Alicia Keys - Embracing Natural Beauty

Alicia Keys has repeatedly made headlines when deciding to go forego makeup, whether that be on the cover of Elle UK, a red carpet or on The Voice, she is challenging societal norms and encouraging women to embrace their natural beauty. Her "no makeup" movement empowers women to feel confident and comfortable in their own skin, which makes her an influential role model and has left a profound impact on women worldwide.

Rihanna - Fenty Beauty Revolution

Rihanna, a globally renowned artist, ventured into the beauty industry with Fenty Beauty, a game-changer in makeup inclusivity. After launching with an incredible 40 shades of foundation (and since adding another 10), Fenty Beauty has proven to be a trailblazer in the industry, with their products redefined beauty standards and setting a new benchmark for inclusivity in cosmetics. Rihanna highlights the importance of diversity and representation in the beauty world, but also managed to influence other brands to make beauty accessible to everyone by setting an example.

These remarkable women, from Madame C.J. Walker to Rihanna, have broken barriers, shattered stereotypes and paved the way for a more inclusive and diverse beauty industry. Their contributions and influence reach far beyond cosmetics and fashion, serving as a testament to the power of determination, self-acceptance and the celebration of black beauty. As we celebrate Black History Month, let us recognize and honour the legacies of these trailblazing women who have made a lasting impact on the world of beauty.

Through them, we have been able to start our brand, 4.5.6 Skin, where everything from the ingredients to the formulations is made specifically for darker skin – backed 100% by our Skin Tone Research Lab. Our bestsellers include:

Sevenly Delight Brightening Serum, which is proven to reduce up to 95% of hyperpigmentation in just 8 weeks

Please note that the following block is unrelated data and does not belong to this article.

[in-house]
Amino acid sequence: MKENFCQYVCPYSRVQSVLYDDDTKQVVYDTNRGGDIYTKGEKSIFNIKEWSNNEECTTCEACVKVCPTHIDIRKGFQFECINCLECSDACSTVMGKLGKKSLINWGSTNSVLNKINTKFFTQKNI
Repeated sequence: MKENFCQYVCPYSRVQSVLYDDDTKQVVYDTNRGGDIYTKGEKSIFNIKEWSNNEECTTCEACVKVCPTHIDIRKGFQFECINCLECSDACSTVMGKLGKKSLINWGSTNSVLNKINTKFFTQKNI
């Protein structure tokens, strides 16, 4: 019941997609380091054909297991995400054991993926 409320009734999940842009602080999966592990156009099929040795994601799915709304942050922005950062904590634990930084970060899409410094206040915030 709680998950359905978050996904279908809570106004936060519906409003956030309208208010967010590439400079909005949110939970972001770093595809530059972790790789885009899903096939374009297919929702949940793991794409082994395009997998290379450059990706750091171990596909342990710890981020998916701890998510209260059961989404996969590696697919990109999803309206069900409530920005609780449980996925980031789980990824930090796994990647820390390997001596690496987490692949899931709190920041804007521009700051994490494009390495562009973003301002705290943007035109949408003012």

Sevenly Delight Brightening Serum

Green Bae, a deeply purifying gel cleanser packed with highly effective ingredients, including a natural Salicylic Acid and Palmarosa essential oil to balance sebum production and thoroughly cleanse the skin without dryness

Green Bae Gel Cleanser



Max Glow-Getter, a daily protecting serum for healthy, radiant, youthful skin that feels soft, supple and intensely hydrated

Max Glow Getter Serum

The journey toward inclusivity remains ongoing, and the beauty industry is still lagging in its efforts to create a space where everyone feels seen, served and celebrated. We must persist in our advocacy for true inclusivity, ensuring we do not become complacent, misled by surface-level representation through the inclusion of melanated models in ads or inclusive marketing tactics. Our advocacy must extend to championing for equitable skin health outcomes, pushing for comprehensive research and testing processes that cater to the diverse needs of all skin types and tones. This proactive stance is crucial in dismantling systemic disparities and nurturing a beauty industry that truly celebrates diversity.